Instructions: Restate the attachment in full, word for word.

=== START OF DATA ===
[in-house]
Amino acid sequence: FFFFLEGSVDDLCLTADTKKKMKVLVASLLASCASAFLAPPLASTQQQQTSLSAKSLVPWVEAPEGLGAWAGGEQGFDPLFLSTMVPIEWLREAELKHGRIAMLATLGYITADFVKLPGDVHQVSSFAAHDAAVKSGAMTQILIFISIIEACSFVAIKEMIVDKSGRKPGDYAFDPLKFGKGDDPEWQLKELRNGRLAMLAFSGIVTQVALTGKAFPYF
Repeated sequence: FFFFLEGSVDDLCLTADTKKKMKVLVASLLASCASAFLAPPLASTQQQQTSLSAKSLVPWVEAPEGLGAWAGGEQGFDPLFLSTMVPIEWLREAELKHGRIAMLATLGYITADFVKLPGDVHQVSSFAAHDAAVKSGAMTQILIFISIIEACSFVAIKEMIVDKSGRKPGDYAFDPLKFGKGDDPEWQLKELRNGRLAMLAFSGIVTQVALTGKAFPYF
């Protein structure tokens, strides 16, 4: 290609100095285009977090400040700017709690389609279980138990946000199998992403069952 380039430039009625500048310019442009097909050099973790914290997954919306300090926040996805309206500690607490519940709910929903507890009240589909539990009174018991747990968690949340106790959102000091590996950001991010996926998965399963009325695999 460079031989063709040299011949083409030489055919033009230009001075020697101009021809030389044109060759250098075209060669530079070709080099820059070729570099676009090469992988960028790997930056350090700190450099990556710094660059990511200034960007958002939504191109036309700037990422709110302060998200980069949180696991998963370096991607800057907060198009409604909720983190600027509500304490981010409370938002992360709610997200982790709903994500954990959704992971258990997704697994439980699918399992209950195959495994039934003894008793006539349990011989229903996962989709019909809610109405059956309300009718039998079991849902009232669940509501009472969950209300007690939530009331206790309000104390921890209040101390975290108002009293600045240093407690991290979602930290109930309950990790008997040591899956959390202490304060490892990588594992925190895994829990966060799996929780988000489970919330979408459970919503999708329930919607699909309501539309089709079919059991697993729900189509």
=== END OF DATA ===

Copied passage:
[in-house]
Amino acid sequence: FFFFLEGSVDDLCLTADTKKKMKVLVASLLASCASAFLAPPLASTQQQQTSLSAKSLVPWVEAPEGLGAWAGGEQGFDPLFLSTMVPIEWLREAELKHGRIAMLATLGYITADFVKLPGDVHQVSSFAAHDAAVKSGAMTQILIFISIIEACSFVAIKEMIVDKSGRKPGDYAFDPLKFGKGDDPEWQLKELRNGRLAMLAFSGIVTQVALTGKAFPYF
Repeated sequence: FFFFLEGSVDDLCLTADTKKKMKVLVASLLASCASAFLAPPLASTQQQQTSLSAKSLVPWVEAPEGLGAWAGGEQGFDPLFLSTMVPIEWLREAELKHGRIAMLATLGYITADFVKLPGDVHQVSSFAAHDAAVKSGAMTQILIFISIIEACSFVAIKEMIVDKSGRKPGDYAFDPLKFGKGDDPEWQLKELRNGRLAMLAFSGIVTQVALTGKAFPYF
């Protein structure tokens, strides 16, 4: 290609100095285009977090400040700017709690389609279980138990946000199998992403069952 380039430039009625500048310019442009097909050099973790914290997954919306300090926040996805309206500690607490519940709910929903507890009240589909539990009174018991747990968690949340106790959102000091590996950001991010996926998965399963009325695999 460079031989063709040299011949083409030489055919033009230009001075020697101009021809030389044109060759250098075209060669530079070709080099820059070729570099676009090469992988960028790997930056350090700190450099990556710094660059990511200034960007958002939504191109036309700037990422709110302060998200980069949180696991998963370096991607800057907060198009409604909720983190600027509500304490981010409370938002992360709610997200982790709903994500954990959704992971258990997704697994439980699918399992209950195959495994039934003894008793006539349990011989229903996962989709019909809610109405059956309300009718039998079991849902009232669940509501009472969950209300007690939530009331206790309000104390921890209040101390975290108002009293600045240093407690991290979602930290109930309950990790008997040591899956959390202490304060490892990588594992925190895994829990966060799996929780988000489970919330979408459970919503999708329930919607699909309501539309089709079919059991697993729900189509």